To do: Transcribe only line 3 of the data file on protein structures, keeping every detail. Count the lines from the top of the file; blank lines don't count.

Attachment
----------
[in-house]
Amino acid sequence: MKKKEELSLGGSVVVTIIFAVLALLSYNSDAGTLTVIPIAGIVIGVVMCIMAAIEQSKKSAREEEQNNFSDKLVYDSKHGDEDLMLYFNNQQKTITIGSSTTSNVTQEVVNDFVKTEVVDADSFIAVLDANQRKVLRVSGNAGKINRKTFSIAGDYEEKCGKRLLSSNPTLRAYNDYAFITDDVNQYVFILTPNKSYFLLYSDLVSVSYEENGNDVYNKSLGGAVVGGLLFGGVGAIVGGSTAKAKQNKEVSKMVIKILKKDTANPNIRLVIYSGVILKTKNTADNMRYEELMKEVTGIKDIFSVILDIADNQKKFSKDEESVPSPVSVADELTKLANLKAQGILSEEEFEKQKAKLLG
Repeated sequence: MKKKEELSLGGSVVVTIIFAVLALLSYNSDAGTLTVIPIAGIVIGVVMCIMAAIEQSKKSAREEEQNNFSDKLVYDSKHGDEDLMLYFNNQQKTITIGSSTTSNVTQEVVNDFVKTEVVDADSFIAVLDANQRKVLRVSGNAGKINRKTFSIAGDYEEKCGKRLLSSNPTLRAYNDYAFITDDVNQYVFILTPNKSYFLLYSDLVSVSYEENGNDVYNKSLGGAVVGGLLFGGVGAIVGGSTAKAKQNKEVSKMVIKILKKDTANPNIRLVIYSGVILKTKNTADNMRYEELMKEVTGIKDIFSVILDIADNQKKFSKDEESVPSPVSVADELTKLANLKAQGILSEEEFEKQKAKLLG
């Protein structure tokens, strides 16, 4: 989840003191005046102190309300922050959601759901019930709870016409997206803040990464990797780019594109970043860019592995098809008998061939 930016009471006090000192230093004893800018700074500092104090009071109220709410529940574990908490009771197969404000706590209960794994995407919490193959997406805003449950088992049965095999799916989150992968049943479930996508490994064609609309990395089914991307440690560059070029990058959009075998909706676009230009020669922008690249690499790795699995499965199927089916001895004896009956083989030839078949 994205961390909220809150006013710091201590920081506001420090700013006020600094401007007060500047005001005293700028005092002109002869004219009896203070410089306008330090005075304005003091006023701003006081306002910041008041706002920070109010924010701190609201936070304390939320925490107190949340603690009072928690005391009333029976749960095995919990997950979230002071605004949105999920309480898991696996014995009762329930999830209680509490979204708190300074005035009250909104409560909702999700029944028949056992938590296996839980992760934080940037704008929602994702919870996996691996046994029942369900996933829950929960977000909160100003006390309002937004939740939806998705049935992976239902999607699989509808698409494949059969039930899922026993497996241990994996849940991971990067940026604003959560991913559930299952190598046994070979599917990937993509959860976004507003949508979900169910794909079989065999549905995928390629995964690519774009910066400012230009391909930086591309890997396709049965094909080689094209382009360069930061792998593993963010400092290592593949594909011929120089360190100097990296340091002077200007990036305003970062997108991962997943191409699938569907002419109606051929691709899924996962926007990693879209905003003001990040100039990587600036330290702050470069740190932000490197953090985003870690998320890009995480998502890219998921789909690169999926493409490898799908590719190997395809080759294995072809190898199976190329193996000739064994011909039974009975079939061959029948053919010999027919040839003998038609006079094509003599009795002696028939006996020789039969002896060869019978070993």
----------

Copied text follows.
Repeated sequence: MKKKEELSLGGSVVVTIIFAVLALLSYNSDAGTLTVIPIAGIVIGVVMCIMAAIEQSKKSAREEEQNNFSDKLVYDSKHGDEDLMLYFNNQQKTITIGSSTTSNVTQEVVNDFVKTEVVDADSFIAVLDANQRKVLRVSGNAGKINRKTFSIAGDYEEKCGKRLLSSNPTLRAYNDYAFITDDVNQYVFILTPNKSYFLLYSDLVSVSYEENGNDVYNKSLGGAVVGGLLFGGVGAIVGGSTAKAKQNKEVSKMVIKILKKDTANPNIRLVIYSGVILKTKNTADNMRYEELMKEVTGIKDIFSVILDIADNQKKFSKDEESVPSPVSVADELTKLANLKAQGILSEEEFEKQKAKLLG